Research shows only a fifth of 2 million people find employment after losing jobseeker’s allowance

430835_148211001996623_1337599952_n (1)Further to an article I wrote last November – Government under fire for massaging unemployment figures via benefit sanctions from Commons Select Commitee – it’s emerged that the Coalition’s claims regarding an increase in employment are again under scrutiny after research shows only a fifth of 2 million people find employment after losing jobseeker’s allowance.

Fresh research, presented at the Commons Select Committee inquiry into welfare sanctions on Wednesday, suggests that hundreds of thousands are leaving jobseeker’s allowance because of benefit sanctions without finding employment, though the report’s authors cannot provide an exact figure.

Written by academics at the University of Oxford and the London School of Hygiene and Tropical Medicine, the report raises questions about why so many of those losing their benefit then disappear from the welfare system – possibly to rely on food banks.

The Guardian reports that Professor David Stuckler, of Oxford University, said that benefit sanctions “do not appear to help people return to work. There is a real concern that sanctioned persons are disappearing from view. What we need next is a full cost-benefit analysis that looks not just narrowly at employment but possibly at hidden social costs of sanctions.

“If, as we’re finding, people are out of work but without support – disappeared from view – there’s a real danger that other services will absorb the costs, like the NHS, possibly jails and food support systems, to name a few. Sanctions could be costing taxpayers more.”

However, the Department for Work and Pensions, which is expected to announce a further rise in UK employment on Wednesday, countered that it was “proud” that 1 million jobless people were now subject to the “claimant commitment”, which sets out tougher requirements on the jobless to find work or risk losing their benefit payments.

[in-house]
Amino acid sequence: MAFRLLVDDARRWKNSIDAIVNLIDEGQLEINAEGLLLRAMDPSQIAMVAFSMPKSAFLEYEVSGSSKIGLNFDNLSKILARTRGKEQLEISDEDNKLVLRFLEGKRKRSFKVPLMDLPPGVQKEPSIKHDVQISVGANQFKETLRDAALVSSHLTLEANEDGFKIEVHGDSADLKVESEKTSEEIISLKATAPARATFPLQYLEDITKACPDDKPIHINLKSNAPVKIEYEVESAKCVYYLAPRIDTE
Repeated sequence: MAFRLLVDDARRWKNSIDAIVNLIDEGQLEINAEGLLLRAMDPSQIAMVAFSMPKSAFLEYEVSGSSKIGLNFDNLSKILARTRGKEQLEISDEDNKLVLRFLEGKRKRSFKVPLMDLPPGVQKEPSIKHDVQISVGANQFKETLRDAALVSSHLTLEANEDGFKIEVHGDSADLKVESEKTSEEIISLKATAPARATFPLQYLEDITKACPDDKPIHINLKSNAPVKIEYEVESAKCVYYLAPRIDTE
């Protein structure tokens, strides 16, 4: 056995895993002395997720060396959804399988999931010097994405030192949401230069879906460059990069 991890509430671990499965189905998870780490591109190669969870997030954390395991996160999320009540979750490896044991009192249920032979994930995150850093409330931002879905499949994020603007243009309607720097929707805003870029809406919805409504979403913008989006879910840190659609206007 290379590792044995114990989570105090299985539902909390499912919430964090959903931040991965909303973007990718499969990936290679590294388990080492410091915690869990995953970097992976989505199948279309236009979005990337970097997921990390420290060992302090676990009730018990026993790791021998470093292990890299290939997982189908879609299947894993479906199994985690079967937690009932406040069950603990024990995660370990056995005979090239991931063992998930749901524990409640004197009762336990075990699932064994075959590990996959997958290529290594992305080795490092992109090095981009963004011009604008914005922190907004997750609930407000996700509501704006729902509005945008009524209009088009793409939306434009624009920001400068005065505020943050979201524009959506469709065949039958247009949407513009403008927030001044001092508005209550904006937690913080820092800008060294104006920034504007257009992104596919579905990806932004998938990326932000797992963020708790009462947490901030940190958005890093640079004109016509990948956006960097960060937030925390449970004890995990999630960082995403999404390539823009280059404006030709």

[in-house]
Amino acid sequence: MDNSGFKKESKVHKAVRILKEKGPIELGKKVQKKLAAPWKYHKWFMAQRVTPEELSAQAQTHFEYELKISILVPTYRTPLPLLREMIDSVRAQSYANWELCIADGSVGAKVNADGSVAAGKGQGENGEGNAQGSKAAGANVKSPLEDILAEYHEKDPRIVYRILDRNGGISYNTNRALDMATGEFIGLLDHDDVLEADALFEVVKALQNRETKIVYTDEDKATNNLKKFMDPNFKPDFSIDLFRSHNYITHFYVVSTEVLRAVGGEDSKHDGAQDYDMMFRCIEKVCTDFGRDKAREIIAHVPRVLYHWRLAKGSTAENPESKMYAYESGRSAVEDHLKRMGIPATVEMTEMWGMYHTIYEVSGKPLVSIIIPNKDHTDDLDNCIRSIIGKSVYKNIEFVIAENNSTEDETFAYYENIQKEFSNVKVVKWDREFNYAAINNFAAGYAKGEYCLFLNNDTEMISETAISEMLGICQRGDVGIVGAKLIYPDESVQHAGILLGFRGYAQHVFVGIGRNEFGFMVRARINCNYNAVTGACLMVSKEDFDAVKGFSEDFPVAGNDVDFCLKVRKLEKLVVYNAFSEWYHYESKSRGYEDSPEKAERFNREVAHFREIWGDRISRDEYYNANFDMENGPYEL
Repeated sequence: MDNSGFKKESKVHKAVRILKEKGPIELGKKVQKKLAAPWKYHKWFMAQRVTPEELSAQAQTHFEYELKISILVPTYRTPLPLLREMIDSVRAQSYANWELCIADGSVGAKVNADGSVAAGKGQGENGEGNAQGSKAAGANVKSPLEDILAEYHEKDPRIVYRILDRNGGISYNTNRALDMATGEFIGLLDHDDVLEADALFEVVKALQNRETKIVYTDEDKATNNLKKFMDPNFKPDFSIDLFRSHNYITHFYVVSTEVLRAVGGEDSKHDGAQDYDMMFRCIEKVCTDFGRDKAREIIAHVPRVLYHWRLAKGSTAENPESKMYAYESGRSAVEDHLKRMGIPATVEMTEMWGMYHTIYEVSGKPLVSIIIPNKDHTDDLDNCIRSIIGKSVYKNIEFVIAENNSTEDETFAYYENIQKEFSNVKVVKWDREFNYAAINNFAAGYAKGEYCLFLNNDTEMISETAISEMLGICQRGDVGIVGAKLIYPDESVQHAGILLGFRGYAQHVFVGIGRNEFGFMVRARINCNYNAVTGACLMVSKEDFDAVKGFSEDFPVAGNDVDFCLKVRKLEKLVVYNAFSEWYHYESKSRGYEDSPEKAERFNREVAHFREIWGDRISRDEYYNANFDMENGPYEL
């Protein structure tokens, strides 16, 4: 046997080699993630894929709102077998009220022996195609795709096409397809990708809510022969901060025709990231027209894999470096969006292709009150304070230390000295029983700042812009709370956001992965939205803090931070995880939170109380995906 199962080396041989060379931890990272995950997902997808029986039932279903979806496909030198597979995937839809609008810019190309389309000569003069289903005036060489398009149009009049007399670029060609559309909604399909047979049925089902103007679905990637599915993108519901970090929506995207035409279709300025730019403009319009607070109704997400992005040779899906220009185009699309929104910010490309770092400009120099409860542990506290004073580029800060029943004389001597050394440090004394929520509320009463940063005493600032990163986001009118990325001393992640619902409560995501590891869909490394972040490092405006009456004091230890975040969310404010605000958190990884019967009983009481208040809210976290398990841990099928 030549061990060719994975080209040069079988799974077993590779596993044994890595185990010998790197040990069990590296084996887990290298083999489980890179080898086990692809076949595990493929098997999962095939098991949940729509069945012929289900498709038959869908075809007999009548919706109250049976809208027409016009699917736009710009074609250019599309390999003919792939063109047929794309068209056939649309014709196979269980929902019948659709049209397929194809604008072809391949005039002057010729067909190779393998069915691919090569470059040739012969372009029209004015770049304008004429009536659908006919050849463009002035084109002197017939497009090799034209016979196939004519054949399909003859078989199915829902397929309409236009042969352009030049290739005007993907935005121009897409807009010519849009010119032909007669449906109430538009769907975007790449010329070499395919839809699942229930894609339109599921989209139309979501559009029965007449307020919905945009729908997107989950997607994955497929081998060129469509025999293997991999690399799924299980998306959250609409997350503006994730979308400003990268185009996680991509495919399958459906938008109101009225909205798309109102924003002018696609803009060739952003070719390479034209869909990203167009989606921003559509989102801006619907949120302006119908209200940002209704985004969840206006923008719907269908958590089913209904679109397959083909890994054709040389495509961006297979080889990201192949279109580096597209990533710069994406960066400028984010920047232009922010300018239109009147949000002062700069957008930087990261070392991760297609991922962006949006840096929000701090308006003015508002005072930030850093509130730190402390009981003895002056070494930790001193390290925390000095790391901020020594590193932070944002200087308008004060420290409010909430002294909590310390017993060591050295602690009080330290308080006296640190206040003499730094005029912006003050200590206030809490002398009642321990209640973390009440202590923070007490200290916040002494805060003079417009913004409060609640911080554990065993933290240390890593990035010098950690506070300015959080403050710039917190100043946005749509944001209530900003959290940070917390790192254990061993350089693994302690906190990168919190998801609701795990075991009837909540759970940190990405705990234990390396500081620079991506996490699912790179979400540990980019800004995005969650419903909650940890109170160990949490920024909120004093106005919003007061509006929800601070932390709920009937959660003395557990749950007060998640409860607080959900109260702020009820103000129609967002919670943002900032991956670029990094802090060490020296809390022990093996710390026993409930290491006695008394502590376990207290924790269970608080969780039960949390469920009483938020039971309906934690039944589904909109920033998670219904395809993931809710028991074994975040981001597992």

Iain Duncan Smith, the work and pensions secretary, said: “It is only right that in return for government support – and in return for their benefits – jobseekers are expected to do all they can to find work. Although on benefits, they still have a job: the job is to get back into work.

“The claimant commitment, which is deliberately set to mimic a contract of employment, makes this expectation explicit. It has created a real change in attitudes. Already more than a million people have signed up to – and are benefiting from – this new jobseeking regime.”

Seems that Iain Duncan Smith forgets that it’s not government money that supports jobseekers, but rather their own, which was paid in tax contributions, in good faith that should any of us need state support, that support would be there to ensure we don’t become destitute or starve. It is not jobseekers attitudes that create jobs and a decent wage: that is the role of the government.People who are sanctioned can hardly be described as “benefitting” from a social scheme that was originally designed to support, not punish.

The Oxford-based research showed that between June 2011 and March 2014, more than 1.9 million sanctions were imposed on people receiving jobseeker’s allowance (JSA), with 43% of those sanctioned having their benefit claim ceased. Only 20% of those who left the benefit system gave as their stated reason that they had found work.

As I have stated before, the Department for Work and Pensions conducts no systematic research into what happens to those sanctioned, so the new findings start to fill an evidential gap in what has been one of the biggest but least publicised changes to the welfare system since the government came to power.

The 1.9 million benefit removals between June 2011 and March 2014 represent a 40% increase compared with the previous seven years. The figures are based on official monthly and quarterly data from databases covering UK local authorities between 2005 and 2014.